He was all but done for the day when we pulled into the gas station just outside of Spearfish, South Dakota, his “Trump Shop” bus all closed up for the night. Written on the bus were the words “not affiliated with the campaign.”
Some sort of backdoor PAC-based way to fund Trump’s re-election? I couldn’t figure it out until I googled it later on.
There are a number of buses similar to this all over the United States. The buses have all been wrapped in Trump graphics, all selling MAGA hats, Trump shirts, flags, and all the rest. The Trump campaign has been sending cease and desist letters to some of these buses, claiming that the merchandise is not authorized, that copyrights are being violated. The subtext seems to be that Trump himself isn’t getting his cut of the action.
I met a woman at a coffee and sandwich shop there. She worked the counter and we got to talking about the virus. She asked me how things were back home with the riots, all she’s seen on TV are the riots in the downtowns of all of our cities and was it really as bad as they made it out to be.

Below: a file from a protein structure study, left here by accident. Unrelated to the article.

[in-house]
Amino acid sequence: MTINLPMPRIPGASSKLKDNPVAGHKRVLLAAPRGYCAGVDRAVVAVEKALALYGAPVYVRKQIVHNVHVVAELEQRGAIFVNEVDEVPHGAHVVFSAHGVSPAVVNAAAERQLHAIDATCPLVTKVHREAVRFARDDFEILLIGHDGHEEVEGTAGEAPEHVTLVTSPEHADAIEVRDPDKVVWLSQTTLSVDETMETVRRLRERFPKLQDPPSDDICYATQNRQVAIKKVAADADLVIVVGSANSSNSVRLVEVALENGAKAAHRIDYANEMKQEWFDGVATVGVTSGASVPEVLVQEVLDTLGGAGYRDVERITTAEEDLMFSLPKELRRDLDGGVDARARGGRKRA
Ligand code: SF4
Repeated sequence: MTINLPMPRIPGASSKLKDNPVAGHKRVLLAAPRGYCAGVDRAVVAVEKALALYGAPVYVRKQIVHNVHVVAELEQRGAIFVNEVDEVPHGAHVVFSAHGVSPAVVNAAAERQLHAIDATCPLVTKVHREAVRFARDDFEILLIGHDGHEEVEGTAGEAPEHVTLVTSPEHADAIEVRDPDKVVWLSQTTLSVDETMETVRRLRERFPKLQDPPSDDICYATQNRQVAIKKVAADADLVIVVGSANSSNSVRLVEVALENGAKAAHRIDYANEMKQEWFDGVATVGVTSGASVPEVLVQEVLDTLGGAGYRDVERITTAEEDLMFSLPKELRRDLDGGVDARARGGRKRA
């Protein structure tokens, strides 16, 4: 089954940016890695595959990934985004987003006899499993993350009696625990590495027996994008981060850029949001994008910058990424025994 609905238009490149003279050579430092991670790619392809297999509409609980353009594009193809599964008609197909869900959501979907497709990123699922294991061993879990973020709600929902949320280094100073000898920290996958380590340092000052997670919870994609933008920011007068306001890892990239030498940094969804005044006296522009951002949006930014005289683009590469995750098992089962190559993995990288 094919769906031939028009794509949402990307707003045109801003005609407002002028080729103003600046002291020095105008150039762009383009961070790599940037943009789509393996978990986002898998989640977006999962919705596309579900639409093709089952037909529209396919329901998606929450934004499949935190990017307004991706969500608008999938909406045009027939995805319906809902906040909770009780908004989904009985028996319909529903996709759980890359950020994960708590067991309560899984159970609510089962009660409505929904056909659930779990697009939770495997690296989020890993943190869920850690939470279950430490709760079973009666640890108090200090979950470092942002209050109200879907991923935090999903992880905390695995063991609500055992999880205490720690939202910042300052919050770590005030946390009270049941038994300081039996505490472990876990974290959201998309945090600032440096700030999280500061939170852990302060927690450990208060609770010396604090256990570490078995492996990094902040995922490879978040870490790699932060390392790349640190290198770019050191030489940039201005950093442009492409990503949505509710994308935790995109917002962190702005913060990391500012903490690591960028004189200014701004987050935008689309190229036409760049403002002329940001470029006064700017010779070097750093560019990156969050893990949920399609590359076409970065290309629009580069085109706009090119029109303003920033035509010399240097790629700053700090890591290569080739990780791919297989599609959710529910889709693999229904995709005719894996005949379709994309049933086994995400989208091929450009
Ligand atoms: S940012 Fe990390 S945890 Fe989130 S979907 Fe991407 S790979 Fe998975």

She wasn’t wearing a mask. No one in Spearfish was, really. The woman at the coffee shop, she didn’t know what to think about wearing or not wearing a mask. Her sister in Texas, an ER nurse, kept calling her she said, imploring her to start wearing a mask, that it was terrible in Texas. But here, in Spearfish, she said they hadn’t seen the virus. She didn’t know anyone who had been sick let alone died.
I pointed out to her that Spearfish, a small town all by itself out here, had a sort of natural defense just given its remoteness. I pointed out that the virus would come nonetheless, that people just like me from California were in town and the virus was here, that you wouldn’t see it much until it was weeks too late given the lag between infection and published death reports. She didn’t know what to do.
We got our sandwiches and walked to a nearby park to eat.
This post is from a series of articles chronicling a 2020 cross-country trip I took with my wife and two daughters, from California to Ohio (to visit family) and Pennsylvania (to drop off my oldest daughter at grad school), and then back. We spent over five weeks on the road during the pandemic.